The Cape Barren goose (Cereopsis novaehollandiae) is a large goose resident in southern Australia. The species is named for Cape Barren Island, where specimens were first sighted by European explorers…
If there is one thing that can be said, humans are very good at changing their environment. Now regardless of your views on climate change or greenhouse gases, it cannot be denied that humans have left a big and very literally mark on our planet.
We’ve been doing it ever since our primeval ancestors figured out that fire can be used to clear forest, and that the grasslands created by such burning attracts grazing animals and gives us a clear line of sight for our throwing spears and nets. We have been doing it ever since the ancient humans figured out they could damn creeks to make ponds that lured in waterfowl. That if you repeatedly burned a clearing, the berry bushes would keep coming back ever year. That if you created stone walls along the low tide line, you could create sandy terraces that are perfect for clams. We managed our resources, only fishing at certain times, only hunting certain types of animals, or only cutting certain types of trees.
Then we invented agriculture and we wrought even more changes on the planet. We cleared forests to make room for our fields, pastures and cities. We terraced entire hillsides to allow us to grow crops. We drained swamps and cut the landscape with irrigation canals to provide our crops with water. Often we changed the very course of rivers and altered the soil we relied on, sometimes for better and sometimes for worse. Forests disappeared as our cities and emerging states needed timber for construction, ship-building, and fuel to make pottery, smelt metals, cook our food, and keep us warm.
But we didn’t just change the landscape, we also changed the plants we grew so that they suited our needs. We changed the animals we relied on. We turned wolves into dogs, auroch into cows, ibex into goats, jungle fowl into chickens, and wild boars into pigs. We called this process domestication, and soon quickly forgot that we had ever been without these domesticates.
We made artificial hills for our rituals, built mountains out of cut stone to mark the tombs of revered rulers, carved symbols into the landscape. Sliced into mountains to carve roads, mine metal ores, and quarry stone. We made monuments so astounding that people thousands of years later thought they must have been made by the gods, and buildings of the modern age that dwarf them.
We’ve also traveled. We’ve crossed all our oceans, bringing with us the animals and plants of our homelands, and returning home with the animals and plants of other lands. Some is intentional. New crops that offer new advantages. Animals from far away to awe visitors or remind us of home. Some is unintentional. Plant seeds lodged in the tread of our boots. Insect larva in the bilge of our ships. Rats that scurry and stay out of sight, and hitch a ride on our sailing ships and outrigger canoes. Some we regret bringing, intentionally or not, others have settled in and carved their own place in their new home.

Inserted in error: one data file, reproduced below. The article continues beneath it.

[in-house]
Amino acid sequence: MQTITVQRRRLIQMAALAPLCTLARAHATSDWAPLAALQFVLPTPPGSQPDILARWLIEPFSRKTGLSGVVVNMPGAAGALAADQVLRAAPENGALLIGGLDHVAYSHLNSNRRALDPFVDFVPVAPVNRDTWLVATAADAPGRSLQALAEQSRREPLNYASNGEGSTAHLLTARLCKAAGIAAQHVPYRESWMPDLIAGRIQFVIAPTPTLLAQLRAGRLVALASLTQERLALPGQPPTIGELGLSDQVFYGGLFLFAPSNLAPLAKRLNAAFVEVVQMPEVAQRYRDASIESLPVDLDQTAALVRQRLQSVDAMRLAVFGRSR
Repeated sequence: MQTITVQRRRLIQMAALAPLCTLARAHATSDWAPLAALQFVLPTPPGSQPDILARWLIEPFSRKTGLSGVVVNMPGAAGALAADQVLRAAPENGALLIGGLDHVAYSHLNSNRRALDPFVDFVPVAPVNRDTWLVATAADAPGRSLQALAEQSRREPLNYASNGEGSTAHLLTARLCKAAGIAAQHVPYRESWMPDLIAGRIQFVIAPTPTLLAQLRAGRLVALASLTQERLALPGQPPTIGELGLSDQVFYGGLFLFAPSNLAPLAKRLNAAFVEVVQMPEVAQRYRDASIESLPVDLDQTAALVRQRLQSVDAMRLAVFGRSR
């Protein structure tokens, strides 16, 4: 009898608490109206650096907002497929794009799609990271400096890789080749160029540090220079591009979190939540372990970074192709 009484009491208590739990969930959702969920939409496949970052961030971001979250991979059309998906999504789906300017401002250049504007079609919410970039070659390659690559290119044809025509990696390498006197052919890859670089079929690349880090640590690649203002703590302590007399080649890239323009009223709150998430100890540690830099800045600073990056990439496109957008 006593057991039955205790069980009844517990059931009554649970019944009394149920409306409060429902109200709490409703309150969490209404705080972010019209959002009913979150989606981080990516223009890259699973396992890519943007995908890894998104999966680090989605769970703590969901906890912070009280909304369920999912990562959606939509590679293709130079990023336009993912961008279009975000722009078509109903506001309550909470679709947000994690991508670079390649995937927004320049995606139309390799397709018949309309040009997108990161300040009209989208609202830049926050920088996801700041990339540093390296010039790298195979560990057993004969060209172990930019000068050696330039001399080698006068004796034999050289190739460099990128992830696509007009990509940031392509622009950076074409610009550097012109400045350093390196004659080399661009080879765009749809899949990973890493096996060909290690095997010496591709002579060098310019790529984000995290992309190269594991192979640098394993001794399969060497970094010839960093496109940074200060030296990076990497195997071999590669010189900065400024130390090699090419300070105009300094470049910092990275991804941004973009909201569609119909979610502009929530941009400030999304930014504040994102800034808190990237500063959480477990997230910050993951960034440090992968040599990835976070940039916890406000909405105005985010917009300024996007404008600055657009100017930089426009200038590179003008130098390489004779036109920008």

And now we look to the stars and wonder if we could do the same to other planets. To bring our life and our world to the stars. To turn a red planet green and blue.
And what if we succeeded? What if a red planet turned green, and flushed with our success, we turned to other balls of rock orbiting distant stars.
And what if we encountered other life. Life that was like us, but also very different. What if they had never seen life like ours before, that spread to the stars turning red, grey, and brown planets blue and green.
What if some are fearful. What if they seen our domesticated animals, our sculpted landscapes, and our diverse nations and fear that we will assimilate and change them and their world like we did to our ancient animal enemies and our distant home planet.
But what is some our awed, and look at us and see a species that can not only adapt itself to new and challenges and environments, but that also changes the challenge and environment itself. Often changing and adapting to the changes they themselves wrought. For better and worse, humanity sailed the stars on the crest of a wave of change that they themselves have been creating since their distant ancestors set fire to the underbrush and realized they could use this.
Hey remember how we all thought it was weird how in Arthur he has a pet dog? Well I am reading the Donald Duck comics and, holy shit, there is some crazy meta-shit going on that is questioning my existentialism. Basically this issue is Donald’s stoner beatnik cousin Fethry wants to go duck hunting.
Not only that, but even the “real” ducks are sentient and can talk too.
Capturing the subtle colors and luminescence of white plumage has always been quite a challenge for me, and were a real struggle at times when I painted only in acrylics. I can say that art panels can soar quite well if thrown in a similar manner as a Frisbee (canvasses are somewhat less aerodynamic when throwing a fit). Regardless, working in oils has opened up new possibilities for me and I really enjoyed working on this piece. Though it is only really visible in person, I used careful stroke direction and painted mostly directly, and the brush strokes create the impression of physical feathers when seen at an angle. Experienced oil painters may not find this novel, but as someone that is fresh to the medium, it’s very exciting and new for me!